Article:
Originally I was not for Ukraine’s membership in NATO. After the breakup of the Soviet Union Ukraine had given up all her nuclear weapons and declared herself neutral. There was what is called the Budapest Memorandum whereby the UK, US and Russia promised to protect Ukrainian territorial integrity and sovereignty. Then Russia and Ukraine signed Friendship Treaty. So there was no reason for Ukraine to be a part of a defensive organization such as NATO. And the people of Ukraine didn’t much think that NATO was needed at that time given the assurances of Russia AND the mutual understanding of borders with Poland – the two historical countries that had encroached on Ukrainian lands over centuries. But all that ended when Russia broke its promises of friendship and invaded Ukraine, seized Crimea and threatened to split off the Eastern regions of Luhansk and Donbas by instigating a fake civil war there. So the historical Russian belligerence and machinations continue.

    Now it only makes sense for Ukraine to aspire for NATO membership. Russia has no one to blame but its leaders, namely Putin and the Kremlin gang.

    1. Avatar NotFabio says:

      1. You never had nukes in the first place.
      2. Eastern Ukraine was never really part of “Ukraine”
      …and Western Ukraine is historically Polish.

      1. Avatar Tony says:

        1. Russia never really had anything according to your logic, it was all Soviet.
        2. East Ukraine was part of Ukraine before Russia even existed “The oldest mention of the word ukraina dates back to the year 1187. In connection with the death of the Volodymyr Hlibovych, the ruler of Principality of Pereyaslavl which was Kiev’s southern shield against the Wild Fields, the Hypatian Codex says “ukraina groaned for him””
        3. Similarly Poland only temporarily stole some Ukrainian lands like Lviv which were originally Kievan-Rus. After many wars it returned to Ukraine where it belongs.

        We can also joke that neither Moscow nor the eastern half of Russia nor the southern parts are really Russian. The one was Kievan-Rus, the others Mongol and assortment of others and the last was Circassian and mountain people who have historically faught Russia for independence (case in point Chechnya).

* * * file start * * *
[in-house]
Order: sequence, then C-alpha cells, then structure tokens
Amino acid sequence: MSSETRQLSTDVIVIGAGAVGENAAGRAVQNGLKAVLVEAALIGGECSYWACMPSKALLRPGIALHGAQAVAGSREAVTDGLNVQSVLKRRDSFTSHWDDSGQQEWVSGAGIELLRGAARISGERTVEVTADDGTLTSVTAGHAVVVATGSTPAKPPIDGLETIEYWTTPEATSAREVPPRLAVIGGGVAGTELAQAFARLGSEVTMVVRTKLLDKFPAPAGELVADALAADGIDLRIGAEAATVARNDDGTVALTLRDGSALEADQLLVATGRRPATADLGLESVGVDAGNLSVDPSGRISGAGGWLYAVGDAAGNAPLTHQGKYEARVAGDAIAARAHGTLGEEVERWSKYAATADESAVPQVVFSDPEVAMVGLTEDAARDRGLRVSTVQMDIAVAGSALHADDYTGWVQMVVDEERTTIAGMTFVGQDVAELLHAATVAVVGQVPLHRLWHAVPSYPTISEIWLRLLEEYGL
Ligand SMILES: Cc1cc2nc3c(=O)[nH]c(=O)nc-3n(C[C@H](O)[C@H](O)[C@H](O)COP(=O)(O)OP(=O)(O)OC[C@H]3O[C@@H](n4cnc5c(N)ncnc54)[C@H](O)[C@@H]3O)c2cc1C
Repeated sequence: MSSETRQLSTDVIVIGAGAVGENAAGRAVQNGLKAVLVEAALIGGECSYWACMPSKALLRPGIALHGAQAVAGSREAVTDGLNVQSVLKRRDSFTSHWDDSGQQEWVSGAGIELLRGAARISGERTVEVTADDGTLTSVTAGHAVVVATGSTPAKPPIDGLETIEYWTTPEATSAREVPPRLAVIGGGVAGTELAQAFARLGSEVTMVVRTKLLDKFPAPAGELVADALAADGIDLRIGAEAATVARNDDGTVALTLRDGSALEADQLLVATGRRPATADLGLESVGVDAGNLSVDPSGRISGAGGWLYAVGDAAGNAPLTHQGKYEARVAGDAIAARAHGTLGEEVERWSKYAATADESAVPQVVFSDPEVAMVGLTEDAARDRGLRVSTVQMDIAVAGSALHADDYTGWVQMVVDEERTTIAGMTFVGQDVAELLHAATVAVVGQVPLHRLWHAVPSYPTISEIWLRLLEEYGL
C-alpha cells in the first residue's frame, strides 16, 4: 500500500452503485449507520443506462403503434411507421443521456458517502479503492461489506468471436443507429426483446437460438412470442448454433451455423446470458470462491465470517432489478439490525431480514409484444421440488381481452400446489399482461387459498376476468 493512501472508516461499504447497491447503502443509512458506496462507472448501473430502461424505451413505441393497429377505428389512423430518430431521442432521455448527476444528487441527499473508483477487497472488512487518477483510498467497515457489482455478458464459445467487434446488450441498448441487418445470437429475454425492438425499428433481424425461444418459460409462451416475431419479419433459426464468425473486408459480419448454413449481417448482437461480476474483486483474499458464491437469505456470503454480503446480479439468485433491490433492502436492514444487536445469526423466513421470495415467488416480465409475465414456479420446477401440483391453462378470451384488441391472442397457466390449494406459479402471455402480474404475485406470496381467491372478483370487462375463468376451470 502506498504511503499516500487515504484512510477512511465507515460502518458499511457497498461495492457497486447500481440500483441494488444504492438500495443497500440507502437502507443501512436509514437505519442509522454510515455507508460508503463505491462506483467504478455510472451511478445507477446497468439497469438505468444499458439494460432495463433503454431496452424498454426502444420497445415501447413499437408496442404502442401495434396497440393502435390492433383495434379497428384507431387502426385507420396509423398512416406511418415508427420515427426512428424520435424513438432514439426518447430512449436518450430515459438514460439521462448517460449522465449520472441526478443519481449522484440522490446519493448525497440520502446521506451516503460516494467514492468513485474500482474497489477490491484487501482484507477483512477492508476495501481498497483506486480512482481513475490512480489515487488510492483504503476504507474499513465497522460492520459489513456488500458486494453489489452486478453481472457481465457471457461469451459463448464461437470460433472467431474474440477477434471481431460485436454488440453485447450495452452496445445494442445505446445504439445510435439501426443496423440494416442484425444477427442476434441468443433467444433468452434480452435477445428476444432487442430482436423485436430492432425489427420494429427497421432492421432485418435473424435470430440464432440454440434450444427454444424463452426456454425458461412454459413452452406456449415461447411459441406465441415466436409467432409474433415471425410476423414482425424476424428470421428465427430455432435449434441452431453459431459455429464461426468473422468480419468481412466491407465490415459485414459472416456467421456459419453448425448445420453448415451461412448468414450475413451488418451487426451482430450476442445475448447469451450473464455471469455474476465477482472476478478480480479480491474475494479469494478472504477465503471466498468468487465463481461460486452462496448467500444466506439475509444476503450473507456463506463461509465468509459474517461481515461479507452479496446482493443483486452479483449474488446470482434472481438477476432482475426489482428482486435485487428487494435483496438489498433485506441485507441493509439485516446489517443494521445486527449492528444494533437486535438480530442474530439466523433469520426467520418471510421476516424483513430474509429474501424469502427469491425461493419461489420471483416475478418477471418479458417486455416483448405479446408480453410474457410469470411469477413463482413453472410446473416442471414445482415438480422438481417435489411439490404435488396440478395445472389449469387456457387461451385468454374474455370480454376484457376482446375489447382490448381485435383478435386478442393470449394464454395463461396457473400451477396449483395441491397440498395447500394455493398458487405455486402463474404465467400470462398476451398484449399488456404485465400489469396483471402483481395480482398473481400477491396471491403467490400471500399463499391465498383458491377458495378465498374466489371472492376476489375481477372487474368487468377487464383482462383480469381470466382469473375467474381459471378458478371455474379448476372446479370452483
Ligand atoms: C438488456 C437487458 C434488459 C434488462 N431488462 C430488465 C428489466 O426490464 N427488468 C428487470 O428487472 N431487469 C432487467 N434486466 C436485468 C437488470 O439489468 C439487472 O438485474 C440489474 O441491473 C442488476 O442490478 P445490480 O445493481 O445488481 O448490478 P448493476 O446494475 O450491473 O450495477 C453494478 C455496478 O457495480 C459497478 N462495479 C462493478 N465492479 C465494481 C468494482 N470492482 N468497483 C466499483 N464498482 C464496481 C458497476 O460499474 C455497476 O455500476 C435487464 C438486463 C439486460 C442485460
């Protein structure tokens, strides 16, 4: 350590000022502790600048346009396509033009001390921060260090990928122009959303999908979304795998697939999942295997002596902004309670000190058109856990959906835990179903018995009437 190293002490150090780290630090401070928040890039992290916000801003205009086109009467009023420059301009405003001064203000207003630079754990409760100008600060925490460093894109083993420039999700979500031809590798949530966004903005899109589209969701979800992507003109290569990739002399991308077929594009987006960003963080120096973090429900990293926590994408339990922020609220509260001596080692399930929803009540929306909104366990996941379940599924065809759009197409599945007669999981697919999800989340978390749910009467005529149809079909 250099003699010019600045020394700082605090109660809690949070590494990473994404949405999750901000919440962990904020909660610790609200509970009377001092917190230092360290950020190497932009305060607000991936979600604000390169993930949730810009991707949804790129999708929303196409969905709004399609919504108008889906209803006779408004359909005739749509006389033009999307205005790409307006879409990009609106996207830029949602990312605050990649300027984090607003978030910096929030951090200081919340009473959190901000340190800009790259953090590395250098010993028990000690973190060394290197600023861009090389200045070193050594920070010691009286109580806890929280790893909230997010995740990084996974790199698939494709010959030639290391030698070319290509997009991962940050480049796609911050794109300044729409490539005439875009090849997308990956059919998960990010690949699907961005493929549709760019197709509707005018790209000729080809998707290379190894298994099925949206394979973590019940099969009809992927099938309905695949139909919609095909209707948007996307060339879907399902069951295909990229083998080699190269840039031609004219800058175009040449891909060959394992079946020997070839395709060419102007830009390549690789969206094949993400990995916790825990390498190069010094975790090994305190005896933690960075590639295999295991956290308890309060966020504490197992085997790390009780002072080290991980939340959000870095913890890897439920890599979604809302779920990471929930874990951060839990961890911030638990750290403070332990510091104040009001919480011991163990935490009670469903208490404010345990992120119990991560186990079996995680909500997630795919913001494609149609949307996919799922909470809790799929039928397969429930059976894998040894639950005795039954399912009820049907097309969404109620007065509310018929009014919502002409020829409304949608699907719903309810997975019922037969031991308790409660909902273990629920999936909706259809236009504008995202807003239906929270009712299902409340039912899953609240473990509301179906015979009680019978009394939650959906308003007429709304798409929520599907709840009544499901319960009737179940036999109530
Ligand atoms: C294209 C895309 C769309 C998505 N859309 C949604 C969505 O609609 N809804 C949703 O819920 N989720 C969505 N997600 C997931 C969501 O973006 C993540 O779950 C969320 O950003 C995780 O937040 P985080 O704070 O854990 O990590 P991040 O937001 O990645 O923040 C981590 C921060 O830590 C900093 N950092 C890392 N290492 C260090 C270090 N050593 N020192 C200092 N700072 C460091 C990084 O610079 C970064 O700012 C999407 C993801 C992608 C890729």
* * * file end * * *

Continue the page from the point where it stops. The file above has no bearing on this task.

1. Avatar NotFabio says:

          1. True, BUT Russia is the successor state of USSR. That’s why it inherited both USSR’s national debt AND the nuclear weaponry.
          2. Also true, BUT the term was not in wide use until the 20th century. Where Ukraine’s borders were throughout centuries is subject to interpretation. Especially since it did not exist as a state.
          3. True again, BUT “temporarily stole” happened back in 1240s. A rather lengthy “temporary” period, shall we say. And it was “returned to Ukraine” by Stalin.
          Yes, we can joke. Novorossiya was largely settled by the Balkan immigrants; the original term was “Novoserbia” (I am not making this up.)

  3. Avatar zorbatheturk says:

    The RuSSia needs to be dismembered.

    1. Avatar slavko says:

      It only makes sense since the Kremlin has been playing it’s game of dividing Europe, hacking US and European political systems.

    2. Avatar Dirk Smith says:

      Give Siberia to China and chop up everything else like Yugoslavia.

      1. Avatar zorbatheturk says:

        The Chicoms have stolen enough land.

  4. Avatar Tony says:

    250k army(largest or second largest in Europe?), More tanks than the top few EU countries combined, fresh experience from a real war including dealing with hybrid war tactics.

    Let’s be realistic, in terms of war power Ukraine has more to offer than some existing NATO members.

    1. Avatar NotFabio says:

      Being realistic, in terms of war power, Ukraine is not able to control the East, even with Western help. War is expensive business, and the country’s failing economy cannot sustain war effort. The best units seem to be nationalist militias (called the “Nat. Guard.”) Regular Ukrainian army has not shined on the battlefield.
      But I agree that it still has a better military than many NATO members.